The General Manager, Adesina Tiamiyu, said the attention of the agency was drawn to a video clip on social media in respect of a woman who supposedly packed an SUV Ford Explorer and jumped into the Lagoon at the Third Mainland Bridge on Sunday 10 July, 2018.
He said, ‘’For the avoidance of doubt, the agency’s officials are in touch with the owner of the SUV whose registration is being circulated, who only stopped by to offer assistance. The agency strongly advise that the incident is a developing issue which is presently being investigated as search and rescue are still ongoing in the waterways to ascertain the veracity of the incident.
‘’The agency however advise Lagosians to discard the information being circulated, as the agency and its stakeholders are making frantic efforts to get to the root of the matter. Anybody with any reliable information on any missing person to call the emergency toll free line, 112/767 or contact the nearest police station.’’
The Lagos State Police Command Public Relations Officer, Chile Oti, said the command also received information about the incident.
He said, “When the information reached the Lagos State Commissioner of Police, Imohimi Edgal, he directed rescue team comprising policemen from the Marine Police, the Rapid Response Squad (RRS) and those from the three divisions around the area: Adeniji Adele, Oworoshoki and Adekunle divisions to swing into action.
‘’The Police rescue team are still at work as I speak, in collaboration with agencies like the Lagos State Emergency Management Agency, LASEMA, Lagos State Traffic Management Authority, LASTMA the Lagos State Ambulance Service and the Federal Road Safety Corp personnel . So far, they have not succeeded in recovering the body. Any development on it will be communicated to the public.”
If up till this moment (six days after) nothing concrete has come out of the incident many observers are saying that the country may be under siege of disinformation and fake news.
Two weeks ago, the social media was agog with news of the Federal Government’s decision to scrap the Higher National Diploma (HND) programme from Nigerian polytechnics. Many Nigerians swallowed the news hook, line and sinker, including journalists who depend on the social media for news. When a certain journalist from a very popular daily Nigerian newspaper went investigating the news, she was shocked to discover that the news did not emanate from the stables of the Federal Government. She was told to disregard the news and was even blamed for replying on the social media for information instead of sourcing for news from reliable sources.
Another incident that readily comes to mind was what happened in 2014 during the Ebola scourge of the curative ability of table salt to prevent the disease. Millions of people were misled into ingesting unhealthy doses of table salt including bathing with it, to prevent the Ebola pestilence. It was later discovered that scores of persons died as a result of such erroneous information.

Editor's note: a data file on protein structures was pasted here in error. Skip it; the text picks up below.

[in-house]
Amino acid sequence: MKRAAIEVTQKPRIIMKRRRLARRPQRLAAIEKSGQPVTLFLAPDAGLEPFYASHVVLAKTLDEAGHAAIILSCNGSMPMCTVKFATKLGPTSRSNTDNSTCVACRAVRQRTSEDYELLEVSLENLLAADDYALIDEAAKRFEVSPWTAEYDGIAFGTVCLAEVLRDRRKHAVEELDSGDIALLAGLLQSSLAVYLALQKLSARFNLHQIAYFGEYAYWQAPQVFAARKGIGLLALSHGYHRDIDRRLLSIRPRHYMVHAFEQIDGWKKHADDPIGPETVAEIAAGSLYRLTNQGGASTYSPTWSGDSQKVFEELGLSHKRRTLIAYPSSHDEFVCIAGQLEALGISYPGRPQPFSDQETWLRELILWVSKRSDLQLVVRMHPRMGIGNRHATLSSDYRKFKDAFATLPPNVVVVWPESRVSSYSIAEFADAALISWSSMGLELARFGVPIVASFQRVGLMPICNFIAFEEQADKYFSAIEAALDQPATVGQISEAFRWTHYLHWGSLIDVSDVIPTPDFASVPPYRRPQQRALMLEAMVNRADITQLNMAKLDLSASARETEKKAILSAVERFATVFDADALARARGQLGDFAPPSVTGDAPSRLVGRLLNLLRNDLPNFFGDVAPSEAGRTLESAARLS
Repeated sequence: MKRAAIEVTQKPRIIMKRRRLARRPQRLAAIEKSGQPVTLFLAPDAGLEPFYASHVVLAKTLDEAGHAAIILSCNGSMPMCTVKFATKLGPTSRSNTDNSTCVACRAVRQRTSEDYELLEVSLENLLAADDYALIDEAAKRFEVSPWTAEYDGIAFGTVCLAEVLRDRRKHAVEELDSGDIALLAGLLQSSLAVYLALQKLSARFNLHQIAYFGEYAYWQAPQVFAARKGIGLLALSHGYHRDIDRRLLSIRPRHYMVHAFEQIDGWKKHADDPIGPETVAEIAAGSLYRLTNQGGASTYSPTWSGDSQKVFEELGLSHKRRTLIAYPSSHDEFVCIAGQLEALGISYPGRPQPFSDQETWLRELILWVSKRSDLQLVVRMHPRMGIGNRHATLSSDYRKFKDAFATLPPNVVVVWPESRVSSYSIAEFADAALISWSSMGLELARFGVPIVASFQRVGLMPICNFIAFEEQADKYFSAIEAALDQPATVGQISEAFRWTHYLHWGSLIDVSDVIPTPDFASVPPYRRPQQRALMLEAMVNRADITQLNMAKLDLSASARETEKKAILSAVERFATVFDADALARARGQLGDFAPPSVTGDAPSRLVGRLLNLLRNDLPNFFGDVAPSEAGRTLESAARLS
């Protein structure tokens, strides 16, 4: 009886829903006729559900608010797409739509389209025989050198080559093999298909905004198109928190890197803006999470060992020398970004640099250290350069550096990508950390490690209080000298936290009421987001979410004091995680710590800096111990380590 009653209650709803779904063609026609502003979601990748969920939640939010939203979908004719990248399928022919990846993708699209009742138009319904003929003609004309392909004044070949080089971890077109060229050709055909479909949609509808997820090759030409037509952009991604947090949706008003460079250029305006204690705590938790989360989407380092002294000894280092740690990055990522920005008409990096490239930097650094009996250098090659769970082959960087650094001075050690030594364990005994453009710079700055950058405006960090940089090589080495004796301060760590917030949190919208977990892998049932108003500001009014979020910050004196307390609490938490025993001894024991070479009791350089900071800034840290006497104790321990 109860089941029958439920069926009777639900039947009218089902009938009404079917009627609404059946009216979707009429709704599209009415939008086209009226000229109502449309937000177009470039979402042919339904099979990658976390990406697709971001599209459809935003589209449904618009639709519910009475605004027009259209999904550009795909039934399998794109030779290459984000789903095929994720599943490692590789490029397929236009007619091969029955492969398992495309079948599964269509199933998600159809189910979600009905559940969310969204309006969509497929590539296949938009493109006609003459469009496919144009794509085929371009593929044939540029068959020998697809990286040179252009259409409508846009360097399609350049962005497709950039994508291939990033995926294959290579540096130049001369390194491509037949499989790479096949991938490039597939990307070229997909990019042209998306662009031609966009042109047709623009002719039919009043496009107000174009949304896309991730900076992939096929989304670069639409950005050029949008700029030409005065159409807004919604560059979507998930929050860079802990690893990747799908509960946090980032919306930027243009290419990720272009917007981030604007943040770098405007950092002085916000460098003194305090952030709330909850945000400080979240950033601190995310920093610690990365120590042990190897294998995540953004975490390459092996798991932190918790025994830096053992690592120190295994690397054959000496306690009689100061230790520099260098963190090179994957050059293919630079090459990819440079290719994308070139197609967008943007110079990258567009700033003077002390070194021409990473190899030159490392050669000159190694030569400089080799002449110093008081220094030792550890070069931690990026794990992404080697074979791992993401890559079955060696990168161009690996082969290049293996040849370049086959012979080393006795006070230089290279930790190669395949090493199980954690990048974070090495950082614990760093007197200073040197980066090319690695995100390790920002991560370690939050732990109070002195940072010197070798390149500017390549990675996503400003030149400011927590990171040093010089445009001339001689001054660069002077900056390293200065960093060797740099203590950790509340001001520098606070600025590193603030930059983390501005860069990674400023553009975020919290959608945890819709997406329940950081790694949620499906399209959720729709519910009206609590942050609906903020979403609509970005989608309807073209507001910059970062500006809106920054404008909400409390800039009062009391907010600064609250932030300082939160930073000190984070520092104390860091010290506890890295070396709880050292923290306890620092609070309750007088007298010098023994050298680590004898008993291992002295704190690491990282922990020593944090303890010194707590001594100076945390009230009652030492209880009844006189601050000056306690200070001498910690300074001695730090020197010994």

Also, in 2006 when Nollywood actress, Anita Hogan, had her nude photos posted on the social media platform, she sank into abject depression and almost committed suicide because she felt that there was nothing else to live for. Her husband almost dissolved their marriage because he couldn’t cope with the huge embarrassment that came with the incident. Although she did not personally post her unclad photos on social media, the whole weight of the trouble fell on her.
It happened that she had given her faulty laptop computer to a repairer to fix for her without first extracting all the raunchy photos and videos she had on it. The repairer, after fixing the laptop computer, extracted some of the photos and videos before handing back the computer to her. He then went on to post them on the social media. She found out about the development from friends and family who called to intimate her with the news. She was dazed, distraught and depressed from the shock of the incident.
For months, she stayed away from public gatherings and even quit acting for a very long time because of the shame and stigma that trailed her bitter experience.
Many more public figures have had their images tarnished and reputation marred in disrepute through the social media platform. The list of persons who have suffered the character assassination that is driven by social media is inexhaustible.
The government has also been enjoined to be proactive and be steps ahead of mischief makers cooking up stories to heat up the polity by ensuring there is regular patrol of the Third Mainland Bridge and other black spots by security agencies.
The Minister of Information and Culture, Alhaji Lai Mohammed, had before now said the country was under siege of disinformation and fake news, lamenting that the practice could bring the country on her knees if not checked.
According to the minister, the dangerous trend of disinformation and fake news championed by social media and which the traditional media are, “unfortunately feeding on, could tear the fabric of society, if not checked. There was a time when the spoken and the written words were not challenged or questioned, but today it is not so.
“About 50 per cent of what we read in the social media is not true but unfortunately even when it is not credible, it goes viral and people believe the fake stories.